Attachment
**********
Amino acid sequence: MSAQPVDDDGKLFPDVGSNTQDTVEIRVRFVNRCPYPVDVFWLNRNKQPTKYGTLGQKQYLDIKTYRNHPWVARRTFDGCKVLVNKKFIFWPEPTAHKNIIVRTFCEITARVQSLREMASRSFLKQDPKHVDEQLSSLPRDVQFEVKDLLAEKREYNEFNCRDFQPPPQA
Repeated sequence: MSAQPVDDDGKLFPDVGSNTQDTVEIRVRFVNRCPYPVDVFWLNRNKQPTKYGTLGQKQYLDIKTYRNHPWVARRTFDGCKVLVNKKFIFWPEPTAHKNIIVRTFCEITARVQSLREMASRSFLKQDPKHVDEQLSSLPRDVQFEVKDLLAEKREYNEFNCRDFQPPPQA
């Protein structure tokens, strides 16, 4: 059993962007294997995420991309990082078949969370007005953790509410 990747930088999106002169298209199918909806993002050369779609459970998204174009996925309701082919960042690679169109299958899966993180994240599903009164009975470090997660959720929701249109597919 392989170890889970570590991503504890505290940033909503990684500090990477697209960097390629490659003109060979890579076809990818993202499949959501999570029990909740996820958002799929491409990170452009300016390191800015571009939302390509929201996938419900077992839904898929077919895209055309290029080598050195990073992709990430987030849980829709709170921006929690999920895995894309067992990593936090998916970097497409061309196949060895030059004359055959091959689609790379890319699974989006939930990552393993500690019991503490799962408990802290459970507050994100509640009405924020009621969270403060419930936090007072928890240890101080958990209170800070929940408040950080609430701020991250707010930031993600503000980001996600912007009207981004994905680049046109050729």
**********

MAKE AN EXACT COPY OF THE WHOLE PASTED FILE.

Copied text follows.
Amino acid sequence: MSAQPVDDDGKLFPDVGSNTQDTVEIRVRFVNRCPYPVDVFWLNRNKQPTKYGTLGQKQYLDIKTYRNHPWVARRTFDGCKVLVNKKFIFWPEPTAHKNIIVRTFCEITARVQSLREMASRSFLKQDPKHVDEQLSSLPRDVQFEVKDLLAEKREYNEFNCRDFQPPPQA
Repeated sequence: MSAQPVDDDGKLFPDVGSNTQDTVEIRVRFVNRCPYPVDVFWLNRNKQPTKYGTLGQKQYLDIKTYRNHPWVARRTFDGCKVLVNKKFIFWPEPTAHKNIIVRTFCEITARVQSLREMASRSFLKQDPKHVDEQLSSLPRDVQFEVKDLLAEKREYNEFNCRDFQPPPQA
């Protein structure tokens, strides 16, 4: 059993962007294997995420991309990082078949969370007005953790509410 990747930088999106002169298209199918909806993002050369779609459970998204174009996925309701082919960042690679169109299958899966993180994240599903009164009975470090997660959720929701249109597919 392989170890889970570590991503504890505290940033909503990684500090990477697209960097390629490659003109060979890579076809990818993202499949959501999570029990909740996820958002799929491409990170452009300016390191800015571009939302390509929201996938419900077992839904898929077919895209055309290029080598050195990073992709990430987030849980829709709170921006929690999920895995894309067992990593936090998916970097497409061309196949060895030059004359055959091959689609790379890319699974989006939930990552393993500690019991503490799962408990802290459970507050994100509640009405924020009621969270403060419930936090007072928890240890101080958990209170800070929940408040950080609430701020991250707010930031993600503000980001996600912007009207981004994905680049046109050729």